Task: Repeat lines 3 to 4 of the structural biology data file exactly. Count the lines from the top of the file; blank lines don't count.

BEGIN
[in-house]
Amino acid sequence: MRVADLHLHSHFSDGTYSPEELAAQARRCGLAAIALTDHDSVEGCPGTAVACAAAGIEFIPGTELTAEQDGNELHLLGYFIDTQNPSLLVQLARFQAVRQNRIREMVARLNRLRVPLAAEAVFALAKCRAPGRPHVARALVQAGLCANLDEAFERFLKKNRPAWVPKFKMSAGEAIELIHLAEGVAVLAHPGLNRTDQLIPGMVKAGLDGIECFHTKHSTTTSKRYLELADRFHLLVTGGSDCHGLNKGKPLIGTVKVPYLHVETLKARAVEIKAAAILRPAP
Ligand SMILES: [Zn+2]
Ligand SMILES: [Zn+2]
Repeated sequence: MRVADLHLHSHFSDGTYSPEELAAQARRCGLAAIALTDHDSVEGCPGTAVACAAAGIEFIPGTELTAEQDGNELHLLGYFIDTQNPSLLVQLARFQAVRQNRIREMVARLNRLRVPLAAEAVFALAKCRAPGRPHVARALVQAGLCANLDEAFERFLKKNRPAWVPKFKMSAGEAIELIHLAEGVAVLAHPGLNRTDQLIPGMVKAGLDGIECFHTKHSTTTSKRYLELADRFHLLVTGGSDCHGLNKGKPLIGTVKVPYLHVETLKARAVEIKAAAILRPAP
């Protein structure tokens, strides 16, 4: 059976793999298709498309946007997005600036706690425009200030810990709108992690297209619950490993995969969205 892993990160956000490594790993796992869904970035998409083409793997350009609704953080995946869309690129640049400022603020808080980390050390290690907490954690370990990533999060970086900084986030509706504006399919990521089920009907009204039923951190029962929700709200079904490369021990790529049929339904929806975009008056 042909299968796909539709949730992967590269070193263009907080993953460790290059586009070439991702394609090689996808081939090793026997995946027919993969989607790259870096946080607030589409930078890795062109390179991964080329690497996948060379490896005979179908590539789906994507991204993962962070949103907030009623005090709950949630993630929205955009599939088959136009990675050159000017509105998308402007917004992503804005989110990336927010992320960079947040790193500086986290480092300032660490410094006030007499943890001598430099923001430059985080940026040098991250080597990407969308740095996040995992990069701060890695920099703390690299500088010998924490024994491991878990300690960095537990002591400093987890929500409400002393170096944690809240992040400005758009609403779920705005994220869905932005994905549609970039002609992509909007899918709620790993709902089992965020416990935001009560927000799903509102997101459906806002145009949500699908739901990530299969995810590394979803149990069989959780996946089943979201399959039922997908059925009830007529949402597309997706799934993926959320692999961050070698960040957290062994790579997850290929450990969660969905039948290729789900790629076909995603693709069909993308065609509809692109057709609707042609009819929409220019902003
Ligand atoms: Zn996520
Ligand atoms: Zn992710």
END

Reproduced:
Ligand SMILES: [Zn+2]
Ligand SMILES: [Zn+2]